Since the shotgun buck sweep has become a staple in most 20 personnel offensive groupings, the complementary PAP off of it is an effective concept that not only takes advantage of overly aggressive defenses, but it also creates mismatches on the edge. Refugio High School (TX) offensive coordinator Cameron Cox has used it to help complied a 54-7 record with 3 district titles and a 2A state title this past season. In this exclusive clinic report, Coach Cox details PAP protections, backfield actions, receiver route distribution and QB read progressions. Read the report here.
By Cameron Cox
Refugio High School (TX)
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The play action pass off the shotgun buck sweep is a staple of our offensive scheme at Refugio High School. It’s an effective concept that not only takes advantage of overly aggressive defenses, but it creates mismatches on the edge. The quarterback is able to get out of the pocket, out leverages the defense, and floods a portion of the field for a chance at a big play. It also is a play that has lots of potential options for complimentary plays including a built-in throwback.
The Buck Sweep Running Play
To make any play action work, it starts with the base running plan. This is a look at our shotgun buck sweep play. As you can see, we pair the buck with the reverse motion to get the defense moving and to set up the play action later.
The backfield action is identical to our buck sweep running play. Let’s assume that we are running the play action pass to the right. We will end up with our sniffer back set 1 yard back and directly behind the right tackle. The running back will be set to the left of the quarterback, directly behind the left tackle, with his “heels on QB’s toes”.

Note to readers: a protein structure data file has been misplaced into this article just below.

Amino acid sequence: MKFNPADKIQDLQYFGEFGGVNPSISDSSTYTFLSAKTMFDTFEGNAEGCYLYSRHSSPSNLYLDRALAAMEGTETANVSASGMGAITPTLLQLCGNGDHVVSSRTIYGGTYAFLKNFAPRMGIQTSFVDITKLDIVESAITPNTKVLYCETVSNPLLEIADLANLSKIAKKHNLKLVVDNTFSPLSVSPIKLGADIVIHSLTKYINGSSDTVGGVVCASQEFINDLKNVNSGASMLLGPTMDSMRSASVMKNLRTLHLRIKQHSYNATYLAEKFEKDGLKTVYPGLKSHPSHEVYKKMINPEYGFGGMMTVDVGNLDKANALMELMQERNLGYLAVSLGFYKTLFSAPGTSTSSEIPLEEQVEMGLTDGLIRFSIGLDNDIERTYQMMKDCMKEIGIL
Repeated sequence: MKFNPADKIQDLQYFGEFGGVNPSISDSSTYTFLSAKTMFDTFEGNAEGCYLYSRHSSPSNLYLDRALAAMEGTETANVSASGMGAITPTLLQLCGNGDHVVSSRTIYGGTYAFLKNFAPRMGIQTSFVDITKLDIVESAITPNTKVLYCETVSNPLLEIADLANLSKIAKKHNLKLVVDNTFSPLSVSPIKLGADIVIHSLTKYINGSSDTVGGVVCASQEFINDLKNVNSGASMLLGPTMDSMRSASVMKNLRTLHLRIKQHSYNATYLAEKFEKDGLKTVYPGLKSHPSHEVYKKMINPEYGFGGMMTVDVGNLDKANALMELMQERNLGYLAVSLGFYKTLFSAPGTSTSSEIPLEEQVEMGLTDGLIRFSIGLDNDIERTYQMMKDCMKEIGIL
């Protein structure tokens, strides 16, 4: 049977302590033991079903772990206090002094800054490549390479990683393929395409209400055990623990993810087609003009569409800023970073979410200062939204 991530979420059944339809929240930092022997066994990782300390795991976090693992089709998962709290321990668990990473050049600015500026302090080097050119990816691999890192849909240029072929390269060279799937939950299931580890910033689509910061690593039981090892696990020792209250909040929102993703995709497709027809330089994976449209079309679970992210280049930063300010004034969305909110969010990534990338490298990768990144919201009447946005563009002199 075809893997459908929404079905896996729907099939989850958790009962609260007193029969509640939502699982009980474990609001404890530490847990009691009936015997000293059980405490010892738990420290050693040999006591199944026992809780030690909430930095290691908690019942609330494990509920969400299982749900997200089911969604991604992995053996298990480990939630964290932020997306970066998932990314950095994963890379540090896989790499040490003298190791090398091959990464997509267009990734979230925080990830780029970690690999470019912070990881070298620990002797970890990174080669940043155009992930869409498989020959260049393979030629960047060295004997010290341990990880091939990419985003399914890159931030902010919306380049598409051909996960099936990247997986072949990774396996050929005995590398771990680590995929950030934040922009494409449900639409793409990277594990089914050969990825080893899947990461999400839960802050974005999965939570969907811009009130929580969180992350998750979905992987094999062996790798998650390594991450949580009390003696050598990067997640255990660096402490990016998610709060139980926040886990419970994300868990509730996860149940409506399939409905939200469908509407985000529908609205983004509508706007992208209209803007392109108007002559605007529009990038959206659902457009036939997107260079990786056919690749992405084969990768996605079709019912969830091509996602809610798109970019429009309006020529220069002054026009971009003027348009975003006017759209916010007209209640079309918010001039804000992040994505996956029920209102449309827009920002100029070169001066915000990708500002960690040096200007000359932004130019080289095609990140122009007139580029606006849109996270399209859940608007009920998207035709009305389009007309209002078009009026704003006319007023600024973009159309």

Ideally, our sniffer back will chip and get a piece of the play side defensive end. Doing this gives the look that he is blocking down, just as he does on buck sweep, and it allows our play side guard a little extra time to execute his assignment of logging the play side defensive end. After “chipping” the defensive end, our sniffer back will release into the flats at a depth of about 3-yards.
The running back takes a flat path on the snap of the ball and needs to execute a great fake in front of the quarterback. He must make it look like he is getting the buck sweep. After executing a great fake, the running back will protect the play side edge. Ideally, he will keep any defender he blocks inside, keeping himself between the quarterback and the man that he is blocking. Much like the play side guard, he should at least square up the defender he is blocking so that the quarterback feels the least amount of pressure possible.
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- How Coach Cox protects the concept vs. both even and odd fronts.
- How using the flanker for pre-snap motion leaves a voided flat in coverage.
- The post-snap rhythm progression for the quarterback based of his deep, medium, short reads.
- Plus narrated and raw game cutups of this concept.
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The play action pass is the part of your offense that ties together the run game and the passing game. For us, the play action pass off the shotgun buck sweep play is the ultimate compliment to each other. I hope you enjoyed and best of luck in the future. God bless!
Meet Coach Cameron Cox: For the past four seasons, Cox has been at Refugio High School in Texas as the Passing Game Coordinator and QB/RB Coach. After the 2016 season, he was promoted to offensive coordinator. During his time there, Refugio has complied a 54-7 record with 3 district titles and trips in 2013 and 2015 to the UIL 2A state final. In 2016, Refugio returned to the UIL 2A state finals this time winning the state championship and finishing with a 15-1 and 1 record.